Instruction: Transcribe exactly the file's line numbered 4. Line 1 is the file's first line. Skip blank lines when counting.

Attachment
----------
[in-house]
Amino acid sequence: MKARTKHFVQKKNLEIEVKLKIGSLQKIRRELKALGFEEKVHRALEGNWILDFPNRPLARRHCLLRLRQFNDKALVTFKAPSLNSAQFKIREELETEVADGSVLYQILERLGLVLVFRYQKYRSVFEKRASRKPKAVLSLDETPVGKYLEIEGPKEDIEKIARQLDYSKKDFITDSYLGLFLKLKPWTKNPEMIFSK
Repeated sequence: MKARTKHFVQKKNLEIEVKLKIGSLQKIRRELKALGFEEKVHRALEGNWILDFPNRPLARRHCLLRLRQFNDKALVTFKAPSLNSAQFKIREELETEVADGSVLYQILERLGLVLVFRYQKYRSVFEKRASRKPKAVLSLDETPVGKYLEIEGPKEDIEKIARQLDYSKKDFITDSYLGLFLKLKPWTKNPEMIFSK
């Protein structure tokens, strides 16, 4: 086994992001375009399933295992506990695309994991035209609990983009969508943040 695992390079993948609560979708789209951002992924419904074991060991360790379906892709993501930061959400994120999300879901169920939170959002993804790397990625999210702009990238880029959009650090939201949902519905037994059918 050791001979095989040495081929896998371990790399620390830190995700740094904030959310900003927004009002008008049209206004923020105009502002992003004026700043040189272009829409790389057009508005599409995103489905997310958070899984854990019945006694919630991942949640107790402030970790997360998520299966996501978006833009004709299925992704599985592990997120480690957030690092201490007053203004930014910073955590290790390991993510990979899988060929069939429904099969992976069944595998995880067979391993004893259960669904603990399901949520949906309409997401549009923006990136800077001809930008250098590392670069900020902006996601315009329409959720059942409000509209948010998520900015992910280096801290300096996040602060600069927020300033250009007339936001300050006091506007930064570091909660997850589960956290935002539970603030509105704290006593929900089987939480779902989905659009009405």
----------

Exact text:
């Protein structure tokens, strides 16, 4: 086994992001375009399933295992506990695309994991035209609990983009969508943040 695992390079993948609560979708789209951002992924419904074991060991360790379906892709993501930061959400994120999300879901169920939170959002993804790397990625999210702009990238880029959009650090939201949902519905037994059918 050791001979095989040495081929896998371990790399620390830190995700740094904030959310900003927004009002008008049209206004923020105009502002992003004026700043040189272009829409790389057009508005599409995103489905997310958070899984854990019945006694919630991942949640107790402030970790997360998520299966996501978006833009004709299925992704599985592990997120480690957030690092201490007053203004930014910073955590290790390991993510990979899988060929069939429904099969992976069944595998995880067979391993004893259960669904603990399901949520949906309409997401549009923006990136800077001809930008250098590392670069900020902006996601315009329409959720059942409000509209948010998520900015992910280096801290300096996040602060600069927020300033250009007339936001300050006091506007930064570091909660997850589960956290935002539970603030509105704290006593929900089987939480779902989905659009009405």